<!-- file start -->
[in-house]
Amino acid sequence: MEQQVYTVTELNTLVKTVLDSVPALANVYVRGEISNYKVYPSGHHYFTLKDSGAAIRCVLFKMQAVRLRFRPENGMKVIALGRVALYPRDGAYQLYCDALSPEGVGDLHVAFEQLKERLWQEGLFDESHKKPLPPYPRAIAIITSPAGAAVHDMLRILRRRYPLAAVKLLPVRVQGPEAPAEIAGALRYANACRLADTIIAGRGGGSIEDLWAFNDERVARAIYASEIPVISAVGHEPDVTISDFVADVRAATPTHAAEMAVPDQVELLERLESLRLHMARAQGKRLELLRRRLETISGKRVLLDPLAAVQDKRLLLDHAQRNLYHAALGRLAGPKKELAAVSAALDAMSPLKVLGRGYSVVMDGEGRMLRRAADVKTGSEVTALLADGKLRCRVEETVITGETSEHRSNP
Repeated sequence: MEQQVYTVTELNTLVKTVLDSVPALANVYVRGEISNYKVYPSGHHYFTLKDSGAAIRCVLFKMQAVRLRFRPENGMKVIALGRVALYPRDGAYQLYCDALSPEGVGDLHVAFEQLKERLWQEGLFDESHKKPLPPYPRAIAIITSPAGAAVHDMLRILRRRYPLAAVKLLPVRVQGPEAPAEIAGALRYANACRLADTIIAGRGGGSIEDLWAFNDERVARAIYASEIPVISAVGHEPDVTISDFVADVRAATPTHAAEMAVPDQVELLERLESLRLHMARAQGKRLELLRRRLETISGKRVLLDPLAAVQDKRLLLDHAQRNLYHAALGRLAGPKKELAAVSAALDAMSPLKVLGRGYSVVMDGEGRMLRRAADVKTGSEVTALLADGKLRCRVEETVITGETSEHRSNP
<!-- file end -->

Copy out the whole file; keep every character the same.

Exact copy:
[in-house]
Amino acid sequence: MEQQVYTVTELNTLVKTVLDSVPALANVYVRGEISNYKVYPSGHHYFTLKDSGAAIRCVLFKMQAVRLRFRPENGMKVIALGRVALYPRDGAYQLYCDALSPEGVGDLHVAFEQLKERLWQEGLFDESHKKPLPPYPRAIAIITSPAGAAVHDMLRILRRRYPLAAVKLLPVRVQGPEAPAEIAGALRYANACRLADTIIAGRGGGSIEDLWAFNDERVARAIYASEIPVISAVGHEPDVTISDFVADVRAATPTHAAEMAVPDQVELLERLESLRLHMARAQGKRLELLRRRLETISGKRVLLDPLAAVQDKRLLLDHAQRNLYHAALGRLAGPKKELAAVSAALDAMSPLKVLGRGYSVVMDGEGRMLRRAADVKTGSEVTALLADGKLRCRVEETVITGETSEHRSNP
Repeated sequence: MEQQVYTVTELNTLVKTVLDSVPALANVYVRGEISNYKVYPSGHHYFTLKDSGAAIRCVLFKMQAVRLRFRPENGMKVIALGRVALYPRDGAYQLYCDALSPEGVGDLHVAFEQLKERLWQEGLFDESHKKPLPPYPRAIAIITSPAGAAVHDMLRILRRRYPLAAVKLLPVRVQGPEAPAEIAGALRYANACRLADTIIAGRGGGSIEDLWAFNDERVARAIYASEIPVISAVGHEPDVTISDFVADVRAATPTHAAEMAVPDQVELLERLESLRLHMARAQGKRLELLRRRLETISGKRVLLDPLAAVQDKRLLLDHAQRNLYHAALGRLAGPKKELAAVSAALDAMSPLKVLGRGYSVVMDGEGRMLRRAADVKTGSEVTALLADGKLRCRVEETVITGETSEHRSNP